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BUTTONHOLE

DISLOCATION

Hanif Andhika W
MCP DISLOCATIONS

Epidemiology:

dorsal dislocations most common

index finger most commonly involved


MECHANISM:

hyperextension injury
REDUCTION OF FINGER
DISLOCATION TECHNIQUE

Time is of the essence in dislocations. Delay


swelling and muscle spasm
Adequate anesthesia is key to a successful
reduction
joint stability must be checked and postreduction
films obtained.
The most common causes of inability to reduce a
dislocation:
Avulsion fracture involving the joint, a trapped
tendon, a buttonhole tear through the volar plate,
and significant swelling
REDUCTION OF DISLOCATION IN DIGITS 2-
5

Distal interphalangeal joint


To reduce a dislocated distal interphalangeal
(DIP) joint, apply gentle longitudinal traction
with hyperextension or hyperflexion, followed by
pressure to the base of the distal phalanx in the
direction that realigns the phalanges.
Splint a volar dislocation without a tendon injury
by applying a dorsal splint in mild flexion. To
splint a dorsal dislocation without a tendon
injury, use a dorsal splint in extension
PROXIMAL INTERPHALANGEAL JOINT

Dorsal dislocations
Apply longitudinal traction with hyperextension,
followed by pressure to the dorsal aspect of the
base of the middle phalanx as the finger is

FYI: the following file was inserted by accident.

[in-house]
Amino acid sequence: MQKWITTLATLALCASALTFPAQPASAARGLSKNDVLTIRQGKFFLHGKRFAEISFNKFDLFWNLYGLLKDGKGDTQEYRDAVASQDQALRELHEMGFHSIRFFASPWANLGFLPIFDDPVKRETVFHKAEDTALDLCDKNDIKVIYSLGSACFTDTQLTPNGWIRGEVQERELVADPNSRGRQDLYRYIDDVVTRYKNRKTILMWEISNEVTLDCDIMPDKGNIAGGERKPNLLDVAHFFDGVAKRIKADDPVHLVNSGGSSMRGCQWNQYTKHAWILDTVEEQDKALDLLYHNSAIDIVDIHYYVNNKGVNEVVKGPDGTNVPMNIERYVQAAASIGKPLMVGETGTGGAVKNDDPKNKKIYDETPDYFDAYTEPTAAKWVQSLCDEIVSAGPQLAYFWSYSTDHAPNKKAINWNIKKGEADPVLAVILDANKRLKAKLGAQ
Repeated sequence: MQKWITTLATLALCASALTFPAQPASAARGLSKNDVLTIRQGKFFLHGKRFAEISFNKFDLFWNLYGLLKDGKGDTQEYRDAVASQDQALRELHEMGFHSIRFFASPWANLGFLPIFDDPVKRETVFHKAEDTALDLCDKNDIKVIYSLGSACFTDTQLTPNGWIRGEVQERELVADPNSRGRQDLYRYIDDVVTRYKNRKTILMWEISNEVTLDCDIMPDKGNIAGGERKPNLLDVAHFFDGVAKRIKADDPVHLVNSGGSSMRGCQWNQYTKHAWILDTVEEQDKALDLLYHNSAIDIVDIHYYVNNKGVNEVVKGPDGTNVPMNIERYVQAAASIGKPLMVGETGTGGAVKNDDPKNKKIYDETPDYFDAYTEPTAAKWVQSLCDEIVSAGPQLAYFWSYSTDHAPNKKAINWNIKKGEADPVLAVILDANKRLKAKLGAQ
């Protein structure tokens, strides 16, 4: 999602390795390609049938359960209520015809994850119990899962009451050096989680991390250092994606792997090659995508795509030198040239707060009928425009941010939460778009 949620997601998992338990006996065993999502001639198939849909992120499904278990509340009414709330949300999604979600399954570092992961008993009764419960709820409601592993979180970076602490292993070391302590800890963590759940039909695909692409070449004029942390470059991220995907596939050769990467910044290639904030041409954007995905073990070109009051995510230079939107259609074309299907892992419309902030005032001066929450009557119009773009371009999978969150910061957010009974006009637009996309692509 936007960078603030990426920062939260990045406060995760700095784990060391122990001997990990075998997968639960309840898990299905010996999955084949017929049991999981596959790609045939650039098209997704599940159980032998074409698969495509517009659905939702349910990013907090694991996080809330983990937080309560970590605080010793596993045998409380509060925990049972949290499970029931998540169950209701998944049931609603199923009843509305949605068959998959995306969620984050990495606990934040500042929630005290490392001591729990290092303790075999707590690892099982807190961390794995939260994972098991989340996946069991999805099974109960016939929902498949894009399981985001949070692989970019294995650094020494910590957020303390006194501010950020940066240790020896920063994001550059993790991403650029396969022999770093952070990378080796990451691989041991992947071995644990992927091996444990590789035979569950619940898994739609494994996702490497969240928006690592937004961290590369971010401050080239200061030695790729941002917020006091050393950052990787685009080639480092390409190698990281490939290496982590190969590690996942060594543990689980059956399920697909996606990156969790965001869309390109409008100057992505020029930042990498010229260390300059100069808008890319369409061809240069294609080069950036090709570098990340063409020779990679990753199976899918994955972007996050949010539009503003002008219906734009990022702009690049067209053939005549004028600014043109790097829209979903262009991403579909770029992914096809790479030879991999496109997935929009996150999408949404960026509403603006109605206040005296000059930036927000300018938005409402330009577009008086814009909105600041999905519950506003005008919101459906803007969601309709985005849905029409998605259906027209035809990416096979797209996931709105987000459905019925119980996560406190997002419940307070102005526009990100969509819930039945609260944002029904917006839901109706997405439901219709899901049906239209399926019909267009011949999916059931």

brought into flexion. Apply a dorsal splint with
20-30 of flexion.
If an associated fracture of the volar lip affects
more than 33% of the joint surface, a closed
reduction will be unstable and operative repair is
necessary because the collateral ligament is
attached to the bony fragment.
LATERAL DISLOCATIONS
Apply longitudinal traction and ulnar or radial
stress to the finger, depending on the initial
direction of injury. Partial tears can be buddy-
taped; reduced dislocations (ie, complete tears)
should be splinted.
VOLAR DISLOCATIONS
Apply mild traction with the PIP and
metacarpophalangeal (MCP) joints flexed. Splint
only the PIP joint in full extension. Some argue
that all volar PIP joint dislocations should be
reduced in the operating room, on the grounds
that entrapment of the lateral band around the
head of the proximal phalanx may block
reduction
METACARPOPHALANGEAL JOINT

Simple dorsal dislocations (subluxations)


This injury can be reduced nonoperatively. Flex
the wrist (thereby relaxing the flexor tendons).
Hyperextend the affected digit and place
pressure over the dorsum of the proximal
phalanx in a distal and volar direction. Avoid
excessive hyperextension or longitudinal traction,
which can convert a simple dislocation to a
complex dislocation. Splint in flexion; some argue
that buddy-taping is sufficient
COMPLEX (COMPLETE) DORSAL
DISLOCATIONS

This injury must be reduced operatively because


the volar plate has been displaced into the MCP
joint. Volar, lateral, and complex dorsal MCP
joint dislocations of the finger must be evaluated
and treated by a hand surgeon. A mild
compression dressing with gentle plaster
reinforcement is placed temporarily until the
patient can be evaluated by a hand surgeon.